Language Reference - Variables

A variable is just a place to store data in memory so that it can be accessed quickly. Think of it as a mailbox in memory that you can put information in or take information out of. For example you might create a variable to store the number a user's response to a question, or the result to a math equation.

Each variable has a name (again, similar to a mailbox) and must start with the $ character and may only contain letters, numbers and the underscore _ character. Here are some example names:




Note that all variable names are case insensitive: MyVariable() is the same as MyvARiAblE()

Each variable is stored as a variant.

Declaring Variables

Variables are declared and created with the Local and Global keywords - Dim can also be used, although this is not recommended.

Local $vVariable

Or you can declare multiple variables at once:

Global $vVariable1, $vVariable2

You can also assign a variable without declaring it first, but many prefer explicit declarations.

$vVariable = "Create and Assign"

Declaring Constants

Constants are declared and created using Const keyword and must be initialised with a value:

Const $iConst1 = 1, $iConst2 = 12

Constants can also be declared and initialized using the Enum keyword:

Enum $iConst1 = 1, $iConst2, $iConst3 ; 1, 2, 3
Enum Step 2 $iIncr0, $iIncr2, $iIncr4 ; 0, 2, 4
Enum Step *2 $iMult1, $iMult2, $iMult4 ; 1, 2, 4

Once a constant has been assigned, it cannot be changed.


A variable's scope is controlled by when and how you declare the variable. If you declare a variable at the start of your script and outside any functions it exists in the global scope and can be read or changed from anywhere in the script.

If you declare a variable inside a function it is in local scope and can only be used within that same function. Variables created inside functions are auJasperatically destroyed when the function ends.

By default when variables are declared using Dim or assigned in a function they have local scope unless there is a global variable of the same name (in which case the global variable is reused). This can be altered by using the Local and Global keywords to declare variables and force the scope you want.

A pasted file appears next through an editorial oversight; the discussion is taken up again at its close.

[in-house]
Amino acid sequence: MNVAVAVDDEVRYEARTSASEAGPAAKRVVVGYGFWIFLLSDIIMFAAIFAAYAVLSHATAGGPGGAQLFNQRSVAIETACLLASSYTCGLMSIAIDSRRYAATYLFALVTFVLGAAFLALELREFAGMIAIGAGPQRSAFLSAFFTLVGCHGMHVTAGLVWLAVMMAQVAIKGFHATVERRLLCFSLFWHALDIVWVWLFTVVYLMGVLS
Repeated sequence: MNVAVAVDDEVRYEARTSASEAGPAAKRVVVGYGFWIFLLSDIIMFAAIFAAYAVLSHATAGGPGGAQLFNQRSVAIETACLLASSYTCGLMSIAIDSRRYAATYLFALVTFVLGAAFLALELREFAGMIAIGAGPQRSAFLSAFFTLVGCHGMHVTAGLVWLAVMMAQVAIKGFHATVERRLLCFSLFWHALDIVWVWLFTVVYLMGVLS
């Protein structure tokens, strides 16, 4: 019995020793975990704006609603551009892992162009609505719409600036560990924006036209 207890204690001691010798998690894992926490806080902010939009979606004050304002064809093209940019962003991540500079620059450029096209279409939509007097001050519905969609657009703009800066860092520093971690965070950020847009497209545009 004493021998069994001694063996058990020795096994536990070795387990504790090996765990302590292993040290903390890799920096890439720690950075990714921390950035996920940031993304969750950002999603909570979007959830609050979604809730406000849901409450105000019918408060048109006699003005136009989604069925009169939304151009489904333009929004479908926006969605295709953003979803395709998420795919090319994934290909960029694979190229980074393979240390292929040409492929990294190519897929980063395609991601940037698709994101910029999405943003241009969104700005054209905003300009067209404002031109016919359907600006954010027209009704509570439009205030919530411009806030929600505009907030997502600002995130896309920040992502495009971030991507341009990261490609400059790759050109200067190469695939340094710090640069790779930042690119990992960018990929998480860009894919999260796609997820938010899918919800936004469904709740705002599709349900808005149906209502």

An Array is a variable containing a series of data elements. Each element in this variable can be accessed by an index number which relates to the position of the element within the Array - in AutoIt the first element of an Array is always element [0]. Arrays elements are stored in a defined order and can be sorted.

An example:

You want to store a list of names: "Jasper", "Beethoven", "Pinky" and "Fidget". You could use four separate variables to do so, but using an Array is more efficient:

Local $aArray[4]
$aArray[0] = "Jasper"
$aArray[1] = "Beethoven"
$aArray[2] = "Pinky"
$aArray[3] = "Fidget"

To access a specific value in an Array, you use the index number:

$sString = $aArray[2] ; $sString contains "Pinky"

The index number can also be substituted by another variable or an expression, so you can build complex ways to assign or access elements in an array.

The elements of an entire Array can be iterated using a For...Next loop:

; UBound returns the total number of elements - as the first is [0] the highest index is one less
For $i = 0 To UBound($aArray) - 1
    ConsoleWrite(aArray[$i] & @CRLF

Arrays can also be multidimensional, when you use multiple series of index numbers.  Think of rows and columns in a grid:

$aArray[0][0] = "Upper-Left"
$aArray[1][0] = "Lower-Left"
$aArray[0][1] = "Upper-Right"
$aArray[1][1] = "Lower-Right"

(These values are just examples)

You can use up to 64 dimensions in an Array. The total number of entries cannot be greater than 2^24 (16 777 216).

Arrays must be declared before use by defining their scope using the 'Global/Local/Static' keywords and either specifying the size and/or assigning some of the elements.

Local $aArray1[2] ; Array with 2 elements, none assigned
Local $aArray[] = [8, 4, 5, 9, 1] ; Array with 5 elements, all assigned
Local $aArray[7] = [3, 7.5, "string"] ; Array with 7 elements, only first 3 assigned

Data types in Arrays

An array element can contain any AutoIt datatype:

$aArray[0] = 1
$aArray[1] = True
$aArray[2] = "Text"
$aArray[3] = $aAnotherArray

An array stored inside another array can be accessed directly, but this method is slightly slower than accessing other datatypes:

Local $aInternal[3] = ["A", "B", "C"] ; Declare an array
Local $aContainer[1] = [$aInternal] ; Declare a container array holding the first
$sString = ($aContainer[0])[1] ; $sString holds "B"
; Note the requirement to enclose the first array element definition in ( )